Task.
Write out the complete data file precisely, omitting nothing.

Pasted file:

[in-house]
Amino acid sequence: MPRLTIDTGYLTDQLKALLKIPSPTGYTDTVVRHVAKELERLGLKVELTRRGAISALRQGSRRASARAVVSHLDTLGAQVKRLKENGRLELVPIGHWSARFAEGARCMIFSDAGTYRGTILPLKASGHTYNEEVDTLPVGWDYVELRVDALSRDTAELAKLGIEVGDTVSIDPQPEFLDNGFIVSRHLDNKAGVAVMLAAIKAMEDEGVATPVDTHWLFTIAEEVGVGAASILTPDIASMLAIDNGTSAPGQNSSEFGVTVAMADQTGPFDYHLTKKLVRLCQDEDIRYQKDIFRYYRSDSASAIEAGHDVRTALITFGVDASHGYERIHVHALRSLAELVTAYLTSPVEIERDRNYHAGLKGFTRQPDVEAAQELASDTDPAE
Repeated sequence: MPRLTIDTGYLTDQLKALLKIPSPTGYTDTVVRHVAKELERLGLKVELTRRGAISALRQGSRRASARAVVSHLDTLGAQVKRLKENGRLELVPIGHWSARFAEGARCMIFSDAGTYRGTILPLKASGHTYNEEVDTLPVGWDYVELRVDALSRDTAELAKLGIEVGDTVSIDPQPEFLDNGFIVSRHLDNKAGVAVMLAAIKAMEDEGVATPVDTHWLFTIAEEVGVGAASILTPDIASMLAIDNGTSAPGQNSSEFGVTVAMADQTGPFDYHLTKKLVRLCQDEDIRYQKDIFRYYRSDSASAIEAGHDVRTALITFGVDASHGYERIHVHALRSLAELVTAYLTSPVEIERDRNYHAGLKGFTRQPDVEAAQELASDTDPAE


[in-house]
Amino acid sequence: MPRLTIDTGYLTDQLKALLKIPSPTGYTDTVVRHVAKELERLGLKVELTRRGAISALRQGSRRASARAVVSHLDTLGAQVKRLKENGRLELVPIGHWSARFAEGARCMIFSDAGTYRGTILPLKASGHTYNEEVDTLPVGWDYVELRVDALSRDTAELAKLGIEVGDTVSIDPQPEFLDNGFIVSRHLDNKAGVAVMLAAIKAMEDEGVATPVDTHWLFTIAEEVGVGAASILTPDIASMLAIDNGTSAPGQNSSEFGVTVAMADQTGPFDYHLTKKLVRLCQDEDIRYQKDIFRYYRSDSASAIEAGHDVRTALITFGVDASHGYERIHVHALRSLAELVTAYLTSPVEIERDRNYHAGLKGFTRQPDVEAAQELASDTDPAE
Repeated sequence: MPRLTIDTGYLTDQLKALLKIPSPTGYTDTVVRHVAKELERLGLKVELTRRGAISALRQGSRRASARAVVSHLDTLGAQVKRLKENGRLELVPIGHWSARFAEGARCMIFSDAGTYRGTILPLKASGHTYNEEVDTLPVGWDYVELRVDALSRDTAELAKLGIEVGDTVSIDPQPEFLDNGFIVSRHLDNKAGVAVMLAAIKAMEDEGVATPVDTHWLFTIAEEVGVGAASILTPDIASMLAIDNGTSAPGQNSSEFGVTVAMADQTGPFDYHLTKKLVRLCQDEDIRYQKDIFRYYRSDSASAIEAGHDVRTALITFGVDASHGYERIHVHALRSLAELVTAYLTSPVEIERDRNYHAGLKGFTRQPDVEAAQELASDTDPAE